2020 is over and forever imprinted on the Bitcoin blockchain. And although it was a very stormy year, probably for around the world - the COVID-19 virus, protests and riots inin many cities and countries, lockdowns and quarantines, central banks printing money with tenfold power, challenging the results of elections in the United States - if we turn away from all this noise and look at the changing mood of bitcoiners, then this year seems ... quite ordinary.
HODL waves are visualization of on-chain data, inwhich, in the form of colored bars, represent the percentage of the total supply of bitcoin and the length of time these coins are "stored" at the last address. Such visualization is possible due to the absolute transparency of the Bitcoin blockchain. You can read more about HODL waves here. By comparing the "age" of the coins on the addresses to the current BTC / USD exchange rate, some interesting assumptions about the Bitcoin economy and holer sentiment can be made.
Price crash in 2020 and the low point of the HODL cycle
Let's recall some of the main events2020 year. Except for a wild 60% collapse and a rapid recovery in March 2020, HODL waves for the year look exactly as one would expect from a young global currency, and bear quite a lot of similarity with both the 2011-2013 wave and the 2014-20 wave. 2017
The March drop was sharp, but on the chartit can be seen that the coins moved between addresses at that time were stored at the last address for less than 6 months. And this suggests that the collapse was likely caused by the liquidation of open positions by traders with leverage. Long-term owners were not affected by this movement, which means that coins held at the same address for more than 6 months began to account for a higher percentage of the total amount of bitcoins held at addresses. This may partly explain the rapid two-month recovery to the previous price level.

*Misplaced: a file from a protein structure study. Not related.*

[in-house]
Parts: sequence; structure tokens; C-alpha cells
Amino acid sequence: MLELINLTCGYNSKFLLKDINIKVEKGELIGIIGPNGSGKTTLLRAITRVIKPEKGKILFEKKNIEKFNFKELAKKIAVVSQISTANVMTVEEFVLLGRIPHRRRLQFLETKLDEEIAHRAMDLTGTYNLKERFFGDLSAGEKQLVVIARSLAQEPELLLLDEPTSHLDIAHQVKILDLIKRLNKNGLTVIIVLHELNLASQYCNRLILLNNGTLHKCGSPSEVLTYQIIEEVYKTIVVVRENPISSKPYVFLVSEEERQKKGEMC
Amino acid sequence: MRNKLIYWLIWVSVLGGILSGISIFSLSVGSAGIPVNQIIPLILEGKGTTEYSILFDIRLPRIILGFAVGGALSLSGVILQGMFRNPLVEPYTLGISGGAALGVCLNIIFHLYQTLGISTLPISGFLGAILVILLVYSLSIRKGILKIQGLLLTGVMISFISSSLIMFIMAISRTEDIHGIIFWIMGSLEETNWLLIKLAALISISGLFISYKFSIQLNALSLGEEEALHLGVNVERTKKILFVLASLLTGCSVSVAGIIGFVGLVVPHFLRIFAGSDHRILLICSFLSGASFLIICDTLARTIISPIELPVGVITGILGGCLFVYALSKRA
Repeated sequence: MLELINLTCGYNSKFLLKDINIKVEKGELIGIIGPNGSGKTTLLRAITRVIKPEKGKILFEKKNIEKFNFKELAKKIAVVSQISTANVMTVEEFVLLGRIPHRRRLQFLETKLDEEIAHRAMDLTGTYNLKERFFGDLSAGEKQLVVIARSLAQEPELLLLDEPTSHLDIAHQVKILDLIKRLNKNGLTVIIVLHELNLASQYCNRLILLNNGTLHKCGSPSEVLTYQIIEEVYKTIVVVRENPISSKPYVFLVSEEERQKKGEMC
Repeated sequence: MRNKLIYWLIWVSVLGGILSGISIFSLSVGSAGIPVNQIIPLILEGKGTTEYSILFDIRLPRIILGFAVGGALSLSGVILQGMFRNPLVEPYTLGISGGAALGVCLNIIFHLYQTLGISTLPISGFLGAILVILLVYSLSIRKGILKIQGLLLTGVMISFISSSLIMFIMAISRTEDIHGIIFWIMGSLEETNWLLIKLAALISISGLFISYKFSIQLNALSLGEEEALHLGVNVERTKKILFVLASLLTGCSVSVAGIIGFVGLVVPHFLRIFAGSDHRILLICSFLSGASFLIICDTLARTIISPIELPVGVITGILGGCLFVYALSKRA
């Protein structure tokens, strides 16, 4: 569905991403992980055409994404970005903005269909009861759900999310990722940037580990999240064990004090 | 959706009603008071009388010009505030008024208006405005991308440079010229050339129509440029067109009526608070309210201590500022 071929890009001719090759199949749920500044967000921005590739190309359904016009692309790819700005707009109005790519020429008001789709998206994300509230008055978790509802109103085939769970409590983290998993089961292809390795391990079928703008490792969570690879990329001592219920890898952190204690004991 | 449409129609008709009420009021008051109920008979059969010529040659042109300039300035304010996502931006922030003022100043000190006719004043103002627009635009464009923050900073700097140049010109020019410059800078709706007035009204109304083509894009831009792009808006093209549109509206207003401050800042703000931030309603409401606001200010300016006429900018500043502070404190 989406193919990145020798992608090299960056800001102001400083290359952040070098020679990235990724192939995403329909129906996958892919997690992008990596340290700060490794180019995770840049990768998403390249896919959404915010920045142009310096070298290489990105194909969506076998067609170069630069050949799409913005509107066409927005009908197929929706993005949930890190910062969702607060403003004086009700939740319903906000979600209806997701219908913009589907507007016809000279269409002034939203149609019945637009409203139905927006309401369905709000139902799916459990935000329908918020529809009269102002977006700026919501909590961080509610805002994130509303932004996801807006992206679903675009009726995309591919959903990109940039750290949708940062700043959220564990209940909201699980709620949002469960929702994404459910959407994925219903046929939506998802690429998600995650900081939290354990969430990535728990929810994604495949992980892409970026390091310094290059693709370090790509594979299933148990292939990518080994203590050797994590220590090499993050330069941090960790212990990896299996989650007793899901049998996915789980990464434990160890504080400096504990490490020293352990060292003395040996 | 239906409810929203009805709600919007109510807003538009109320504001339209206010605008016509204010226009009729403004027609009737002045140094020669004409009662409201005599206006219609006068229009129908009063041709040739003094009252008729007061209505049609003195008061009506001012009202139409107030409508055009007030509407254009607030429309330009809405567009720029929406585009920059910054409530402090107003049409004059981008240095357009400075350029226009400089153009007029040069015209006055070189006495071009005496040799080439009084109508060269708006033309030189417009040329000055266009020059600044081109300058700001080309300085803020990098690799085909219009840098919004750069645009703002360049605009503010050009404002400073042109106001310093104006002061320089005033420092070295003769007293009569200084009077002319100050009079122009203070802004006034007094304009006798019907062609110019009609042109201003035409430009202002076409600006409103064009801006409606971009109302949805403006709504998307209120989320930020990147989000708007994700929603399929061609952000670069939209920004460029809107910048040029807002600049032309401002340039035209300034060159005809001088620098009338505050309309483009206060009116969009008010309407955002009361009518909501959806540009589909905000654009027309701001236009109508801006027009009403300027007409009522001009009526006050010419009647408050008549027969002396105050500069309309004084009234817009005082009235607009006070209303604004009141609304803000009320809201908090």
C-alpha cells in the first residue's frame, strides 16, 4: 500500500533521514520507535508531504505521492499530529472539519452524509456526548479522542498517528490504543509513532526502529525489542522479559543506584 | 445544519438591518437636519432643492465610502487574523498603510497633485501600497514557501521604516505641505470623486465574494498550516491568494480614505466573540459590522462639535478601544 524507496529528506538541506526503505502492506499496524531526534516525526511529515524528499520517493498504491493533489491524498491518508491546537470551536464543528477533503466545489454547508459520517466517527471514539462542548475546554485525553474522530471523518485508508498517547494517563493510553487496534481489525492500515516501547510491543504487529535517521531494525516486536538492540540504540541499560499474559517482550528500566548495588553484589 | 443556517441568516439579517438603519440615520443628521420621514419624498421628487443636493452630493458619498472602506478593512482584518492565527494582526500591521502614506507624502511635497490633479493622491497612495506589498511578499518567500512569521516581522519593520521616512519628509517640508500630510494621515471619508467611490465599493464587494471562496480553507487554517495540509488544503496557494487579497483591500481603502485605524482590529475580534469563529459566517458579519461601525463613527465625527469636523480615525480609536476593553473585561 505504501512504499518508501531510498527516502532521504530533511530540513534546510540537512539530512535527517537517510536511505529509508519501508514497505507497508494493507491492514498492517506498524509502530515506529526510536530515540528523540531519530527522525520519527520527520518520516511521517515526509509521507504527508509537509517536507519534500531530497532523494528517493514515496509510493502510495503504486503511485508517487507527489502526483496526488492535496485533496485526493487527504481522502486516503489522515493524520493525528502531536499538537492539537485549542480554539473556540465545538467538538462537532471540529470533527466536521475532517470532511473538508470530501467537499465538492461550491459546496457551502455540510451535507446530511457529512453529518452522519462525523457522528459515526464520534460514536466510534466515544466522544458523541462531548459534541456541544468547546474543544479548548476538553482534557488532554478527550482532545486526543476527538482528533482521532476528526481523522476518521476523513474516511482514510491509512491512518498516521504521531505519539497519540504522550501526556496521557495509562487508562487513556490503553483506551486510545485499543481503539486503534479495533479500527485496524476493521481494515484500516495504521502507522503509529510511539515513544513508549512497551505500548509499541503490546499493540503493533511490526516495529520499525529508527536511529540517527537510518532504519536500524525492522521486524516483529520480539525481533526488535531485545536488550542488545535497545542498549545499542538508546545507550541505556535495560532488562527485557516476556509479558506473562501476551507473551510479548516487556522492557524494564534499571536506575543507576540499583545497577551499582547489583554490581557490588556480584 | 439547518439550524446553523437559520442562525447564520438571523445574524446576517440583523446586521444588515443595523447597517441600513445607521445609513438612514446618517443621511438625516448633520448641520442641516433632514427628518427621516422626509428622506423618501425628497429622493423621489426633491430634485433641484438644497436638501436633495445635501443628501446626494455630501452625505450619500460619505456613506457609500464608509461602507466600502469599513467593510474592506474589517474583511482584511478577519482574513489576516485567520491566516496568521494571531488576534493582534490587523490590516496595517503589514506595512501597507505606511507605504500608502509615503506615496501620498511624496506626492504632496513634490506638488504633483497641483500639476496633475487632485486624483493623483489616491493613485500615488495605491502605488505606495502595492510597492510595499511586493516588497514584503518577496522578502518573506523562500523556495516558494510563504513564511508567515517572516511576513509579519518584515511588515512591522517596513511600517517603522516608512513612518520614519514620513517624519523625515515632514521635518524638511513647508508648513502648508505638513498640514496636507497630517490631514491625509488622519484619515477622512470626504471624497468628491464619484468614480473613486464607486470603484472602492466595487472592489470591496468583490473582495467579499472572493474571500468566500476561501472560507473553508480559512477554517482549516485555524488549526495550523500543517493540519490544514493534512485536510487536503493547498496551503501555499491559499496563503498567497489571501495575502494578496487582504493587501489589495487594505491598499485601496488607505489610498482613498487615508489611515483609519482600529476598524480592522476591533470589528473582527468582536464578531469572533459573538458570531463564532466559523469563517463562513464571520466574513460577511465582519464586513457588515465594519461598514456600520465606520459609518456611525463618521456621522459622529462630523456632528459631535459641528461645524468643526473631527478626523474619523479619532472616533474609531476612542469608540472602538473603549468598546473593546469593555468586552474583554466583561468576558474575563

The highest value of long-term ownership of thisthe cycle fell on September 27, 2020, when 63.35% of the total Bitcoin supply (~ 11.74 million BTC) did not change addresses for more than a year at a price of $ 8251. The price ended the year at $ 29,000, while the situation began to change and the share of long-term held coins by December 31, fell to 59.03%.
59.03% of bitcoins held for more than 1 year -this is still far from the low point of the previous cycle, which occurred on April 10, 2018 at $ 6,839 / BTC (after rising from $ 172 in January 2015), when only 41% of the available coins were held for 1 year or longer. If the HODL wave 2018–2020 resembles the previous one, we can expect new extreme price movements, as new entrants will try to win back this ~ 18% difference between 59.03% and 41.1% of long-term held bitcoins.
November 2018 surrender forged "hands of steel"
Zoom out slightly to seeHODL-wave 2018–2020 As a whole, we can see that the 2018 surrender, when the BTC price fell from ~ $ 6,000 to cycle lows of around $ 3200, came from a significant percentage of the 3-5 year band. 2.43% of all bitcoins, or about 423,000 coins, were moved after being at the same address for 3-5 years, and shorter-term coins were moved during the price crash.
The vast majority of bitcoinsliquidated in November 2018, was acquired and held by long-term owners who, as the graph shows, emerged at the end of 2020, when the 2 to 3-year holding space expanded 3.4%, or approximately 630,000 bitcoins. The November 2018 sale was the last capitulation of the 2017 bull market at ~ $ 20,000.
January 2021 has already burst into a wild start and onAt the time of writing, the price skyrocketed to $ 40,000 / BTC, which is consistent with historical data on bitcoin price movements compared to hodlers' sentiment at that time. Each block is found every 10 minutes, time passes and Bitcoin continues to work as intended, but people's understanding and demand for BTC is constantly fluctuating.
Bitcoin continues to make history during its monetization.
Thanks to friends at Glassnode Studio for supporting the rendering of HODL waves. I look forward to a vibrant 2021 and beyond for Bitcoin.